It’s official: The Pulse, Richmond’s first Bus Rapid Transit line, will begin operation on Sunday, June 24th! That’s about 50 days from now! On that Sunday, in addition to the Pulse opening, all of the bus routes in town will also change—this includes their names, numbers, and span (the hours they operate). It’s a big change, and it’ll take some learning, but you can expect more frequent routes across most of the city, great Saturday service, and an easier to understand system overall. If you’re nervous about how to get where you need to go once the new system launches, just call one of GRTC’s travel buddies (804.358.4782). They exist to help folks figure out and practice getting around before the new system opens.
To pull off this massive switchover, from old system to new, GRTC needs a ton of volunteers to head out into the City on June 22nd and 23rd and help update 1,100 bus stop signs. This sounds like neat volunteer opportunity, and you can sign up to help over on GRTC’s website.
Nashville’s referendum to raise taxes to build a regional transit system failed this past week by a 2-1 margin. That’s disappointing, but the legislation allowing the region to raise funds for transportation still exists at the state level. Transit advocates will now regroup and figure out some next steps.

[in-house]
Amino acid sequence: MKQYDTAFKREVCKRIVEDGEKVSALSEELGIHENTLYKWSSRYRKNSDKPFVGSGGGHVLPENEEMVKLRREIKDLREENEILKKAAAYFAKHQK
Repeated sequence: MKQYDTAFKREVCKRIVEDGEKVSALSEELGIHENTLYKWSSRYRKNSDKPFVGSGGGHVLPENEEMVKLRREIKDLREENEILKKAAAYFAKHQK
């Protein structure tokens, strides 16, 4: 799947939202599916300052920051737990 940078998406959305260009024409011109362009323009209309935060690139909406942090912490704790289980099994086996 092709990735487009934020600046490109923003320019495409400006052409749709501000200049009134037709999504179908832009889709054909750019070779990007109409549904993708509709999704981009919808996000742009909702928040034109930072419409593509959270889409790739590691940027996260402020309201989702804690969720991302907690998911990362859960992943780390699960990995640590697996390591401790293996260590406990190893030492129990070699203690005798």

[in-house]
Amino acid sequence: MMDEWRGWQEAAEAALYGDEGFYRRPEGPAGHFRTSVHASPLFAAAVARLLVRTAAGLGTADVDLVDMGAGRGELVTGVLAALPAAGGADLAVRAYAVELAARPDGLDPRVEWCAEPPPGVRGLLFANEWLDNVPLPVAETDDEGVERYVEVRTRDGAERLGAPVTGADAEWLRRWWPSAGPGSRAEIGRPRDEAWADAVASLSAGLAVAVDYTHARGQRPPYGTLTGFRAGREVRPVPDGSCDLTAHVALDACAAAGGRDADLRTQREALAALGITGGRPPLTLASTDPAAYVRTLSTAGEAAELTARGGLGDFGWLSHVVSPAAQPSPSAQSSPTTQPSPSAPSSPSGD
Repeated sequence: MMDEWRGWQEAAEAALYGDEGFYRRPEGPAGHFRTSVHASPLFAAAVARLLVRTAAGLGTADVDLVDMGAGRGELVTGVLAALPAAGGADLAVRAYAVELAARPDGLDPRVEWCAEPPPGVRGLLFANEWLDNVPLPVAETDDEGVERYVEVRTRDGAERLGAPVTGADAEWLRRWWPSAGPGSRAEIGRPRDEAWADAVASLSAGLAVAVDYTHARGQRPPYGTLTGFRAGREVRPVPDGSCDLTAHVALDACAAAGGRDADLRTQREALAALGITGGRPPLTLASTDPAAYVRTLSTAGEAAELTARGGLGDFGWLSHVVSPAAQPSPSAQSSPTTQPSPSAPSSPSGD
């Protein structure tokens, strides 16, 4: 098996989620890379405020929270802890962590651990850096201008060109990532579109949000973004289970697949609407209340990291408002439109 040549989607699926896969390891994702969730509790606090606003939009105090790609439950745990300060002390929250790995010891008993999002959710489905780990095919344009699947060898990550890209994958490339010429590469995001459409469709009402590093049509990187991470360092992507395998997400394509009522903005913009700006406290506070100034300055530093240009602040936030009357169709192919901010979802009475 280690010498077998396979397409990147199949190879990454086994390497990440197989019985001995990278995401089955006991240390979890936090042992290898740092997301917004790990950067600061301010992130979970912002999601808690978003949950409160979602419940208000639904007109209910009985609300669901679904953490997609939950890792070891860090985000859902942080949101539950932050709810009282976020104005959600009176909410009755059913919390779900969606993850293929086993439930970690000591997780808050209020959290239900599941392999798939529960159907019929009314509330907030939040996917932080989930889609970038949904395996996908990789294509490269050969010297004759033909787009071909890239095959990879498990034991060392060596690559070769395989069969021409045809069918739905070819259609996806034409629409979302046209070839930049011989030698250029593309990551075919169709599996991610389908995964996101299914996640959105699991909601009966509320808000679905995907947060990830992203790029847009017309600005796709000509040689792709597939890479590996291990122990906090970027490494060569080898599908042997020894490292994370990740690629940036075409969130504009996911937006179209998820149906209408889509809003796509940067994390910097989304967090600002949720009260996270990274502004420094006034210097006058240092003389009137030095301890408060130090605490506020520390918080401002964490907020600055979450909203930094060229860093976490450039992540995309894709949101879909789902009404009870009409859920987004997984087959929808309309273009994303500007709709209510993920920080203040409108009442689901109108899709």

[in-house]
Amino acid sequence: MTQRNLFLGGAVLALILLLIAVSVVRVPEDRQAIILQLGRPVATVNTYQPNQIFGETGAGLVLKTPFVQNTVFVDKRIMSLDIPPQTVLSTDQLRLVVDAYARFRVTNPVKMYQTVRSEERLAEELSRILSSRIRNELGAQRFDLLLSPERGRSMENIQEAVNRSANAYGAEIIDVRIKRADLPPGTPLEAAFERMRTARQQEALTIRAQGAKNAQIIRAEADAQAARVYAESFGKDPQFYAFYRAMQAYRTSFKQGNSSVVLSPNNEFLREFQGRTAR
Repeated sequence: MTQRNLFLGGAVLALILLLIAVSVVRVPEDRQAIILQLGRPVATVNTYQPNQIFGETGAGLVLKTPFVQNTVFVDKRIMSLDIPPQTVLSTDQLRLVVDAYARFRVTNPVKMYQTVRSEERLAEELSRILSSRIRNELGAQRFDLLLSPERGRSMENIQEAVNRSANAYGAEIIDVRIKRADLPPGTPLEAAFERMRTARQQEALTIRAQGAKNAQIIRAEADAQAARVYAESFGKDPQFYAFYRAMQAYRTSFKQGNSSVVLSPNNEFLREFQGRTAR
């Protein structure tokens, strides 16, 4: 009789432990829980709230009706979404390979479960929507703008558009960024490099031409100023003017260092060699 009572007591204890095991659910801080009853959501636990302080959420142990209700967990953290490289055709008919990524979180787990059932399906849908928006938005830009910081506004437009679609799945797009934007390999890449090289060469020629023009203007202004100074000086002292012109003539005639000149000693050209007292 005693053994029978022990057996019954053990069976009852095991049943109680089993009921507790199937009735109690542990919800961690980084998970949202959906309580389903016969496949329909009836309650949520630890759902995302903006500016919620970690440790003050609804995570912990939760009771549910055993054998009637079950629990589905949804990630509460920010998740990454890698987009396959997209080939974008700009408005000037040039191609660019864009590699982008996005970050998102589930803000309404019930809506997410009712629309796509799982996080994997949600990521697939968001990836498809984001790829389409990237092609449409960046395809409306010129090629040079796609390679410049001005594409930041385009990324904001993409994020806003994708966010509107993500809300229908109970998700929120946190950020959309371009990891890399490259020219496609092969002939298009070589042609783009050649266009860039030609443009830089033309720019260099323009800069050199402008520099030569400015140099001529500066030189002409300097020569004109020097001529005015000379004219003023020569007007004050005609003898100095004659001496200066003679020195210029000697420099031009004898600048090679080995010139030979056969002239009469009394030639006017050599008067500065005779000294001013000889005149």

Meanwhile, in Atlanta, the governor signed legislation creating a new regional transit authority (ATL) which will, among other things, figure out how to spend $100 million in new transportation bonds. The legislation also enables communities to hold a referendum to raise sales taxes to pay for construction and operation of new transit projects.
“But what about autonomous vehicles?!”, is a thing lots of people say—including some elected officials and transit agencies. TransitCenter has a good piece up about why transit agencies need to continue to invest in rail and bus service now and not wait on the possible prospect of a driverless future. Plus, streets are only but so big, and in high-traffic areas, flooding those streets with vehicles—automated or not—still limits the number of humans that can move around (see: the picture at the top of the TransitCenter article).
The Port Authority of Allegheny County, Pittsburgh’s transit agency, has purchased its first electric bus. Small pilot projects like this are a neat way to test electric bus technology which is just another way public transportation can help improve air quality and reduce emissions.
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